[an error occurred while processing this directive]
BBC News
watch One-Minute World News
Languages
Last Updated: Sunday, 27 February, 2005, 22:17 GMT
Syria 'gave up' brother of Saddam
Sabawi Ibrahim al-Hasan al-Tikriti as featured on the US forces' pack of cards
Ibrahim was said to be helping direct the insurgency from Syria
Syria handed over a most wanted half-brother of Saddam Hussein who is suspected of funding and planning the post-war insurgency, Iraqi sources say.

Iraq's government announced the capture of the former Saddam Hussein aide Sabawi Ibrahim al-Hasan al-Tikriti.

Iraq did not comment on Syria's role but the Iraqi sources said Damascus had acted under international pressure.

Damascus has been accused of having links to attacks in Lebanon and Israel as well as harbouring Iraqi rebels.

"The Syrian authorities, because of the tremendous pressure on them, did something about Ibrahim," a source described as a "senior government official" told Reuters news agency on condition of anonymity in Baghdad.

"Having so many problems on their plate at the moment, the Syrians were willing partners in this, but the Americans and we were also involved."

BBC correspondent Jim Muir notes the Iraqi government is neither confirming nor denying the reports for now.

If Syria has indeed handed him over, he adds, it could represent a major climbdown by Damascus which has consistently claimed that such people are not operating from its soil.

'Climbdown'

Thair al-Naqib, a spokesman for the Iraqi government, said Mr Tikriti had been arrested "on the Syrian-Iraqi borders".

Speaking to Arabic TV channel al-Arabiya, he added that details of the capture would be released to the media "soon".

Firefighters extinguish flames at scene of Hariri assassination
Rafik Hariri's death caused a wave of anti-Syrian anger

Damascus appears to have tightened its border controls in recent weeks after accusations that militants were using them to cross into Iraq.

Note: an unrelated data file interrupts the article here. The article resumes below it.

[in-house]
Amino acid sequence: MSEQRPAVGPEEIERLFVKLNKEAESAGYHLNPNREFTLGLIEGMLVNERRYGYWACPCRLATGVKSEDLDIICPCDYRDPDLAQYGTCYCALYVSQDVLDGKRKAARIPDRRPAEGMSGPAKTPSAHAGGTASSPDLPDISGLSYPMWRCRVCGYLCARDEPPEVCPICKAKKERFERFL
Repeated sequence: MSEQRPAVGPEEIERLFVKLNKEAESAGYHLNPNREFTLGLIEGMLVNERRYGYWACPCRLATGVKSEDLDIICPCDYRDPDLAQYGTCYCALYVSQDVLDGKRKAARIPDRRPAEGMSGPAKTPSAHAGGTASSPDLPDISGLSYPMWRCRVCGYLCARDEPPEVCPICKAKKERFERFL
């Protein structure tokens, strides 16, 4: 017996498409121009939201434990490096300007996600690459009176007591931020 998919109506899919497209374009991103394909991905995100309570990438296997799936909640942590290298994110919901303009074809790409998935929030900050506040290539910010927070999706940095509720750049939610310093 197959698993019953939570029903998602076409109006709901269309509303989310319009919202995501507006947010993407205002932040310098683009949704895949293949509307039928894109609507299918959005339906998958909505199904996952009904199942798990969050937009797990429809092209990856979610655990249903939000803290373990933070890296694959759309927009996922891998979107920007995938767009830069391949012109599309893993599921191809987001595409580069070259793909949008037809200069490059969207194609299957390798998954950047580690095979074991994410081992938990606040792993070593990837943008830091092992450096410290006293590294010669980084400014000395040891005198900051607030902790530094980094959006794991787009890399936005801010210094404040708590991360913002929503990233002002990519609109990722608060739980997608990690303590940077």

Syria has been accused by Israel of involvement in a suicide bomb attack in Tel Aviv on Friday - the first since the Israeli-Palestinian truce reached on 8 February.

It denied any link but closed down the Damascus office of Palestinian militant group Islamic Jihad after it claimed responsibility.

The US and France have led calls for Syria to pull its 15,000 troops out of Lebanon following the assassination of former Prime Minister Rafik Hariri.

Washington recalled its ambassador from Damascus and Secretary of State Condoleezza Rice said that while she did not blame the attack on Syria, its presence in Lebanon was destabilising.

Extradition call

Mr Tikriti, a maternal half-brother of Saddam Hussein, was number 36 on the list of wanted former Baathist officials issued by the Americans after the 2003 invasion.

SABAWI IBRAHIM AL-HASAN AL-TIKRITI
Accused of directing insurgency from Syria
Presidential adviser during Saddam Hussein's regime
Six of diamonds in US most wanted playing cards
Brothers Watban and Barzan also arrested

Interim Prime Minister Iyad Allawi's office said he had "killed and tortured Iraqi people" and accused him of "planning, supervising and carrying out many terrorist acts in Iraq".

Mr Tikriti was head of the Saddam regime's intelligence services during the 1991 Gulf War, and then chief of general security until 1996 before becoming a presidential adviser.

Just last month Iraqi government officials named him as one of a group of former regime figures they said were directing and financing insurgency operations in Iraq from bases inside Syria.

They had asked the Syrians to extradite him and others.

His brothers Watban and Barzan are already being held at a US facility outside Baghdad and are expected to be tried in the next few months at a special tribunal.


RELATED INTERNET LINKS:
The BBC is not responsible for the content of external internet sites


PRODUCTS AND SERVICES

News Front Page | Africa | Americas | Asia-Pacific | Europe | Middle East | South Asia
UK | Business | Entertainment | Science/Nature | Technology | Health
Have Your Say | In Pictures | Week at a Glance | Country Profiles | In Depth | Programmes
Americas Africa Europe Middle East South Asia Asia Pacific